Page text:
December 30, 2009
Posted: 02:12 PM ET
Programming note: Brooke Mueller's attorney speaks to Larry exclusively tonight about what allegedly happened between Charlie and Brooke on Christmas Day. Tune in tonight at 9pm ET / 6pm PT...
By Jo Piazza, Special to CNN
(CNN) - Charlie Sheen's wife Brooke Mueller claims that the actor pinned her to a bed, held a knife to her throat and threatened to have her killed, according to her statement to Aspen County police.
"I have ex-police I can hire who know how to get the job done, and they won't leave any trace," Mueller alleges Sheen said to her as he held her down with a knife, according to an affidavit released by the Aspen Police Department.
After the incident that led to Sheen's Christmas Day arrest, Mueller told police she had told Sheen she wanted a divorce and would get custody of their two children. Mueller said he became enraged, straddling her, grabbing her by the neck and held a knife to her throat, threatening to kill her. The report notes red marks on Mueller's neck.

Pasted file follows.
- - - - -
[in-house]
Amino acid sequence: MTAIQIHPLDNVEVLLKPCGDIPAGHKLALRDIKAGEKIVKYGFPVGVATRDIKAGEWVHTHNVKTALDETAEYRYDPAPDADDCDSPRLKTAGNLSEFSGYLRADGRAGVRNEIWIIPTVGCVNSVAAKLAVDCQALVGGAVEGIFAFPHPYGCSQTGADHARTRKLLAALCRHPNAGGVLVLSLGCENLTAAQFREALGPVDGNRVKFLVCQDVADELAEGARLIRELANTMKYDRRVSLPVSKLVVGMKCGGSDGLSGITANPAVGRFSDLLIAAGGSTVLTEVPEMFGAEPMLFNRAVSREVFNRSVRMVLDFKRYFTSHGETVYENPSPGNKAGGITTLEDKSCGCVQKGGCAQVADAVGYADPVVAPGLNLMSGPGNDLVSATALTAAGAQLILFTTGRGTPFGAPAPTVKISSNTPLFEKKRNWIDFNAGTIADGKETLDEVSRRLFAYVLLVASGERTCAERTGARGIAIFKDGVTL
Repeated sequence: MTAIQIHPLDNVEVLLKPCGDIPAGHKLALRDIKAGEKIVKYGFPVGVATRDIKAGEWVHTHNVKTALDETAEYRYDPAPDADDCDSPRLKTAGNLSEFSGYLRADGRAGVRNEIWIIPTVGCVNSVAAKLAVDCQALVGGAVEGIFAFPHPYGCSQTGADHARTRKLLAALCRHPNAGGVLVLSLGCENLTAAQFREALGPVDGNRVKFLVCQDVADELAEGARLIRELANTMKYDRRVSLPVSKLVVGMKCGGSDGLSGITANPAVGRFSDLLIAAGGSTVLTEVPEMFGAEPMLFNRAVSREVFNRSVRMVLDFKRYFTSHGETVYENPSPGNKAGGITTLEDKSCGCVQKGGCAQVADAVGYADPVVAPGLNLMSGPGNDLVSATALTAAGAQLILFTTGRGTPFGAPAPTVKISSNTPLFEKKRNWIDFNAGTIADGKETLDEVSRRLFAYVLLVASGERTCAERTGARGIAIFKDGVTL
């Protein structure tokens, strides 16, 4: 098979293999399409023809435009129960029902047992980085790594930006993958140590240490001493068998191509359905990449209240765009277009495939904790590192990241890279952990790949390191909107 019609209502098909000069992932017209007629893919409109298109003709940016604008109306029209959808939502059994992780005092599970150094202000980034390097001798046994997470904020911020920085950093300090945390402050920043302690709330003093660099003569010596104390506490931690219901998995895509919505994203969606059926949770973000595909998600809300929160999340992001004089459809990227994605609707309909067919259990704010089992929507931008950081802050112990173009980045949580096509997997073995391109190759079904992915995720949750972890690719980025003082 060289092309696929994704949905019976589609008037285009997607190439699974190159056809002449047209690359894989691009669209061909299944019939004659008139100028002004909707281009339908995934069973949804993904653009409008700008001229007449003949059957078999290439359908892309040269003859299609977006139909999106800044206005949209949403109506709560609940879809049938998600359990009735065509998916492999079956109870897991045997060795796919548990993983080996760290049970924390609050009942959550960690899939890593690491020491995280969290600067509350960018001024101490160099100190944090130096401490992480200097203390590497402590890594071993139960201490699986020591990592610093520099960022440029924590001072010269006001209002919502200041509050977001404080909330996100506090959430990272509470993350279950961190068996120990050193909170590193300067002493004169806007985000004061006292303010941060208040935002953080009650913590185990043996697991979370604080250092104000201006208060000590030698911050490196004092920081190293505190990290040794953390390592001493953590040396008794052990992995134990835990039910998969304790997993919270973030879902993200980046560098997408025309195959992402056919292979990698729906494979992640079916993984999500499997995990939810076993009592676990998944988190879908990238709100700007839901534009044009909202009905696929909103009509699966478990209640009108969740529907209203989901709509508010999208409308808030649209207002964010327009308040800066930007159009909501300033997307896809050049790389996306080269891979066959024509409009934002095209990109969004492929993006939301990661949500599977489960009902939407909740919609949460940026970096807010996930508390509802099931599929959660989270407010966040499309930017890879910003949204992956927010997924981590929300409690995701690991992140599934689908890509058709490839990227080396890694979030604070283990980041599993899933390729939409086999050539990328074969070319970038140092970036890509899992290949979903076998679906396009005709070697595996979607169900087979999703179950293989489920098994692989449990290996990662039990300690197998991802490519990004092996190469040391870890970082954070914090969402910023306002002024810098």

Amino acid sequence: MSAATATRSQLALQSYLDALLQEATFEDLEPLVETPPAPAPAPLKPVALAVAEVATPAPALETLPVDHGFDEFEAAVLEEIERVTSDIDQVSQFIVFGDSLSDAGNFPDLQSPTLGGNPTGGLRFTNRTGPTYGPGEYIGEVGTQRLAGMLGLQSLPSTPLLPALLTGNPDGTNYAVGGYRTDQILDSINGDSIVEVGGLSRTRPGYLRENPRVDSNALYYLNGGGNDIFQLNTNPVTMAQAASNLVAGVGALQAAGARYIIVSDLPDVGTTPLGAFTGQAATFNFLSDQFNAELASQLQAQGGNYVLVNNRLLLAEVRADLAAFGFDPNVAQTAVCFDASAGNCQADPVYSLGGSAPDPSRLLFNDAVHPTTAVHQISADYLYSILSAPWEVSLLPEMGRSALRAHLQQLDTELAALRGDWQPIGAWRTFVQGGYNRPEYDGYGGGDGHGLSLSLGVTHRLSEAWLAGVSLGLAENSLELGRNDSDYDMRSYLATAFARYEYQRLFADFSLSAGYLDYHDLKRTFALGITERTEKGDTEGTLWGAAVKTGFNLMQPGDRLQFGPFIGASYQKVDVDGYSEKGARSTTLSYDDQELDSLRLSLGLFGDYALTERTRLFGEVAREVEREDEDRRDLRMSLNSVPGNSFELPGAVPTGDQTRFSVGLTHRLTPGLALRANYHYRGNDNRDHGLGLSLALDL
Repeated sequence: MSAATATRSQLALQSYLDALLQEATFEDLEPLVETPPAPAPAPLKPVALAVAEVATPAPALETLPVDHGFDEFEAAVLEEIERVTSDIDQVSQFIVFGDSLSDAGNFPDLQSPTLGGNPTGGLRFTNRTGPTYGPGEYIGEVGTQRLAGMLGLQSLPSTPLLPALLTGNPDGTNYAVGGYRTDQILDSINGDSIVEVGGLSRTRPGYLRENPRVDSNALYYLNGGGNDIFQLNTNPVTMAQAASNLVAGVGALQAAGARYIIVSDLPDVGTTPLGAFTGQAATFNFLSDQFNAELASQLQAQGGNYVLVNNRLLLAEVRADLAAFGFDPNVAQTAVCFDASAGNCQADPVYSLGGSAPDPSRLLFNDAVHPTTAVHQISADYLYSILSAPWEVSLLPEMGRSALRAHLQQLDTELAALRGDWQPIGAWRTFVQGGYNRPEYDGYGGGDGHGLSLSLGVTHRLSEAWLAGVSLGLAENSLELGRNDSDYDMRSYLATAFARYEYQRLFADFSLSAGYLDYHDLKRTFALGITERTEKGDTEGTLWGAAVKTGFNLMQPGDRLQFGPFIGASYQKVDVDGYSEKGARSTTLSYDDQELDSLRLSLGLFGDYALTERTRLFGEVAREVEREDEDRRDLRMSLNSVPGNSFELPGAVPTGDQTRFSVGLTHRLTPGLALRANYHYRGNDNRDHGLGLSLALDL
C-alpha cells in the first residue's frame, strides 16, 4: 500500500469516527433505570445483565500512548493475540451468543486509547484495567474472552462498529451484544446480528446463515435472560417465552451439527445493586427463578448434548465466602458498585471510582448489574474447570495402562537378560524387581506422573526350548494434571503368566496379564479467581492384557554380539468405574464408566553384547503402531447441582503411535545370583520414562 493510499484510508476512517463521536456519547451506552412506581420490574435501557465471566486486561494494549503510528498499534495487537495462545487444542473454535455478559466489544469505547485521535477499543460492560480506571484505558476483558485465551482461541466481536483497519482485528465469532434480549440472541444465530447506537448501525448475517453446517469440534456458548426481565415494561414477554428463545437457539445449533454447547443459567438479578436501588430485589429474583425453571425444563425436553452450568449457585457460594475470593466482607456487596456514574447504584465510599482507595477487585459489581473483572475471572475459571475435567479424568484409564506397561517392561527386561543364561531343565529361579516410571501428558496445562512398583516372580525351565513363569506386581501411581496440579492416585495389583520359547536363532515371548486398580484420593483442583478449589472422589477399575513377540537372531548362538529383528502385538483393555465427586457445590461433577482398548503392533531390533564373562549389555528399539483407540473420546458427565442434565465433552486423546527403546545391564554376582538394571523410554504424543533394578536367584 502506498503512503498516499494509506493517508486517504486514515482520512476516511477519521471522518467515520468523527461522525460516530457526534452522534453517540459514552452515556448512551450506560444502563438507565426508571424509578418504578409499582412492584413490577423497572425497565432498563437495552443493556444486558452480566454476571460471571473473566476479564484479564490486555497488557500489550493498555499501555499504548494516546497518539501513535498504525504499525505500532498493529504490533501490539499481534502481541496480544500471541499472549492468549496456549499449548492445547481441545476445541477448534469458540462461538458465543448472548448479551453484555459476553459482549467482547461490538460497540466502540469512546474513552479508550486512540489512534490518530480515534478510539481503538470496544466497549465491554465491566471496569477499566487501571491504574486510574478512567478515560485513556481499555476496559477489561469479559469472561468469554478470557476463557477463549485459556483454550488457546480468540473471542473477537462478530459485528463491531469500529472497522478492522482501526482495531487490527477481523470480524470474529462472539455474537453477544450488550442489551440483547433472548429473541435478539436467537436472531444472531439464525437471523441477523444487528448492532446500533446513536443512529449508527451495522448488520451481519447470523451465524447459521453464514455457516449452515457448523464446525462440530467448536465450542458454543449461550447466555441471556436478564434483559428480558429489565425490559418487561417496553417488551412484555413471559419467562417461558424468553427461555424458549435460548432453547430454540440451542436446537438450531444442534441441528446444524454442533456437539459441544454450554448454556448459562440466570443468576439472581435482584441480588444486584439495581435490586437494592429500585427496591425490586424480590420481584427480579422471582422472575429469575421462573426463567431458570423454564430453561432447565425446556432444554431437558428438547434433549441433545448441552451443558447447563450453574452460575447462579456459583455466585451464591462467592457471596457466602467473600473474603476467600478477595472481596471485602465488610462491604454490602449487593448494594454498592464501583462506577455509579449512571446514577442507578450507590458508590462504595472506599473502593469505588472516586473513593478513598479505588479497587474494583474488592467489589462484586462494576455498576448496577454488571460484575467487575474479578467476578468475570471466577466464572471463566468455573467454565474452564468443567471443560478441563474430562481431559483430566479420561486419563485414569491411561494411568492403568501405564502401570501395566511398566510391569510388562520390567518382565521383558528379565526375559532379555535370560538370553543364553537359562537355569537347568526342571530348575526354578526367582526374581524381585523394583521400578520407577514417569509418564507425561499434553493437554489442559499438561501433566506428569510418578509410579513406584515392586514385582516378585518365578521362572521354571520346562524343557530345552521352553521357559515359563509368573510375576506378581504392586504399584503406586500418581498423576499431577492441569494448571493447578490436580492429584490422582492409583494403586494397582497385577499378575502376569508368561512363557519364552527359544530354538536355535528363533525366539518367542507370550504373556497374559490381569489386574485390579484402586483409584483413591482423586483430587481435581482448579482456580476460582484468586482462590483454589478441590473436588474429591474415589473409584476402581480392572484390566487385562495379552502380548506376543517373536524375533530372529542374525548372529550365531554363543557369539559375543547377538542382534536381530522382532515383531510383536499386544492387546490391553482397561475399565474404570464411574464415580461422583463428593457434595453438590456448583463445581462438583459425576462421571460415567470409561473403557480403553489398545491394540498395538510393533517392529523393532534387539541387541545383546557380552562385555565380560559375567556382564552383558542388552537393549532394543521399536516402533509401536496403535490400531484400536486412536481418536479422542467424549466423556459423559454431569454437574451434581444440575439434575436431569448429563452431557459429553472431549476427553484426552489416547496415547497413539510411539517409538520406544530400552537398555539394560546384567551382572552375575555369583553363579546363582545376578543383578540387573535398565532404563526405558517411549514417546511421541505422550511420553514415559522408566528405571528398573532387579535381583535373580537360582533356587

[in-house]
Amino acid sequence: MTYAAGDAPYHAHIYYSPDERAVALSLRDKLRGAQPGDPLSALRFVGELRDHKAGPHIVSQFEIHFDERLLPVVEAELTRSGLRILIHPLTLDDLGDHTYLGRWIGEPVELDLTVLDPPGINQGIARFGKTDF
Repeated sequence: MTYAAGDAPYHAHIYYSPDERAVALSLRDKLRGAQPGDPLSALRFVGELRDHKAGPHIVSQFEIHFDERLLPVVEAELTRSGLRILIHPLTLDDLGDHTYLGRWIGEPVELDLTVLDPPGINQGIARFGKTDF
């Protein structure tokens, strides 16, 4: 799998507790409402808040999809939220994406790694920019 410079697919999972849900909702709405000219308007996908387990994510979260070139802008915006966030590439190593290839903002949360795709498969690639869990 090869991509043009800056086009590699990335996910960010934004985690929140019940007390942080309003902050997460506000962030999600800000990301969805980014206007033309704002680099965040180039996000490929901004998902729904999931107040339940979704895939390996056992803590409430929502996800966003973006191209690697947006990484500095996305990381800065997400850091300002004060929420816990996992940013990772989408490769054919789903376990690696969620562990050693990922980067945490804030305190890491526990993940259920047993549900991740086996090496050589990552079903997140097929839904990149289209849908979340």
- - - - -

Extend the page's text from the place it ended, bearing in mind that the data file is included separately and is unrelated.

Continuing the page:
In his statement to police Officer Rick Magnuson, Sheen, identified in police documents by his birth name, Carlos Irwin Estevez, denies threatening Mueller with a knife or strangling her. He said he and Mueller had been having marital problems lately and that his wife had a problem with alcohol.
Sheen told police that the argument with his wife began at 3:30 am on Christmas morning and was instigated after Mueller became upset about a song that Sheen sang with his daughter from his second marriage to actress Denise Richards. Sheen said Mueller is jealous of his relationship with his daughter.
The actor claims that Mueller threatened to divorce him. He said he was upset by these threats because of his previous history.